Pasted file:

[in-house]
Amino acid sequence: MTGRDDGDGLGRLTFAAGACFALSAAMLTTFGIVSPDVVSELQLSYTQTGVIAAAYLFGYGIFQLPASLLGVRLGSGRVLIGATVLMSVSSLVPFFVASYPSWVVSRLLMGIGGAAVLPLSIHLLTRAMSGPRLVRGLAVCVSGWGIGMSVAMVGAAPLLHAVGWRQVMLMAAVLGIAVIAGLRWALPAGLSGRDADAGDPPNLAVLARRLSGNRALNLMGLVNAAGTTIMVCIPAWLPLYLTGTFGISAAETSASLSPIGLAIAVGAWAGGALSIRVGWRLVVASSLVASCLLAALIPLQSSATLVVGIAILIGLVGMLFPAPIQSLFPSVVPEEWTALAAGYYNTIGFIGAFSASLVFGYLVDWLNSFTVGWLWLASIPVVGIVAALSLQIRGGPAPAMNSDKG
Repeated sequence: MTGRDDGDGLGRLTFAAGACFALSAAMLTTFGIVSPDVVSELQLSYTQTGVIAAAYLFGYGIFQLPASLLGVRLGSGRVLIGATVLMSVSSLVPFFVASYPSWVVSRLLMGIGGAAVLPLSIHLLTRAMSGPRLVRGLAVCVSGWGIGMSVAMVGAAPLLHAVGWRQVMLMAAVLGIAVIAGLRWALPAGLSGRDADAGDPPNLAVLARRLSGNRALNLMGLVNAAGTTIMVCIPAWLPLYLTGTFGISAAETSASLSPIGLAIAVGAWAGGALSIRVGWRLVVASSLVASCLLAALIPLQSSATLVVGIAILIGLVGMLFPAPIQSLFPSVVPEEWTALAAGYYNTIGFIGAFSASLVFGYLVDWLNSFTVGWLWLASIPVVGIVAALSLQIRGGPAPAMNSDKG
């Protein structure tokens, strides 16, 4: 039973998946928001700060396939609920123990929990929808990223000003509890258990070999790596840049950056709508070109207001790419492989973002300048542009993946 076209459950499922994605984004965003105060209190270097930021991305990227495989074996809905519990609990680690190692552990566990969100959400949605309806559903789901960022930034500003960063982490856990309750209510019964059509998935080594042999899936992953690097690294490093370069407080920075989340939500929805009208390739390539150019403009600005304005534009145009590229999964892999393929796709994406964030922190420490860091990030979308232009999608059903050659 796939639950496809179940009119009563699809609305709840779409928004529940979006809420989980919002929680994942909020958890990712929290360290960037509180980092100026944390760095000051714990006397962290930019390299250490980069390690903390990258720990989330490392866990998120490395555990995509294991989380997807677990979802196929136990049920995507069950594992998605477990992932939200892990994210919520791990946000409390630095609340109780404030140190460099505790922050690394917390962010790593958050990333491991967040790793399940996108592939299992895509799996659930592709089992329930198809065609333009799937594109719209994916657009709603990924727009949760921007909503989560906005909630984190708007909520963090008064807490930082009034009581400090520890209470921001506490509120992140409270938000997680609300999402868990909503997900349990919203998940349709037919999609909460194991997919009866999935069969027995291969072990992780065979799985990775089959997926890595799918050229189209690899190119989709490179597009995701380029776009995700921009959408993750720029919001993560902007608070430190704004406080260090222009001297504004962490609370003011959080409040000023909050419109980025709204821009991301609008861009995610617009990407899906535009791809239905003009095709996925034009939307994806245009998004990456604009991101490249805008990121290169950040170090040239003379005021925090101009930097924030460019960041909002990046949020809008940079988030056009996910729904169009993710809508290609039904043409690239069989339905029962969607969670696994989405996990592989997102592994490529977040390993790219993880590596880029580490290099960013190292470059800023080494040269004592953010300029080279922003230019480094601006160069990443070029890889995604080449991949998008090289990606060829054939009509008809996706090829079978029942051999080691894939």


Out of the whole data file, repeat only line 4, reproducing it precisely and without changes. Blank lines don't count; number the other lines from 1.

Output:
């Protein structure tokens, strides 16, 4: 039973998946928001700060396939609920123990929990929808990223000003509890258990070999790596840049950056709508070109207001790419492989973002300048542009993946 076209459950499922994605984004965003105060209190270097930021991305990227495989074996809905519990609990680690190692552990566990969100959400949605309806559903789901960022930034500003960063982490856990309750209510019964059509998935080594042999899936992953690097690294490093370069407080920075989340939500929805009208390739390539150019403009600005304005534009145009590229999964892999393929796709994406964030922190420490860091990030979308232009999608059903050659 796939639950496809179940009119009563699809609305709840779409928004529940979006809420989980919002929680994942909020958890990712929290360290960037509180980092100026944390760095000051714990006397962290930019390299250490980069390690903390990258720990989330490392866990998120490395555990995509294991989380997807677990979802196929136990049920995507069950594992998605477990992932939200892990994210919520791990946000409390630095609340109780404030140190460099505790922050690394917390962010790593958050990333491991967040790793399940996108592939299992895509799996659930592709089992329930198809065609333009799937594109719209994916657009709603990924727009949760921007909503989560906005909630984190708007909520963090008064807490930082009034009581400090520890209470921001506490509120992140409270938000997680609300999402868990909503997900349990919203998940349709037919999609909460194991997919009866999935069969027995291969072990992780065979799985990775089959997926890595799918050229189209690899190119989709490179597009995701380029776009995700921009959408993750720029919001993560902007608070430190704004406080260090222009001297504004962490609370003011959080409040000023909050419109980025709204821009991301609008861009995610617009990407899906535009791809239905003009095709996925034009939307994806245009998004990456604009991101490249805008990121290169950040170090040239003379005021925090101009930097924030460019960041909002990046949020809008940079988030056009996910729904169009993710809508290609039904043409690239069989339905029962969607969670696994989405996990592989997102592994490529977040390993790219993880590596880029580490290099960013190292470059800023080494040269004592953010300029080279922003230019480094601006160069990443070029890889995604080449991949998008090289990606060829054939009509008809996706090829079978029942051999080691894939």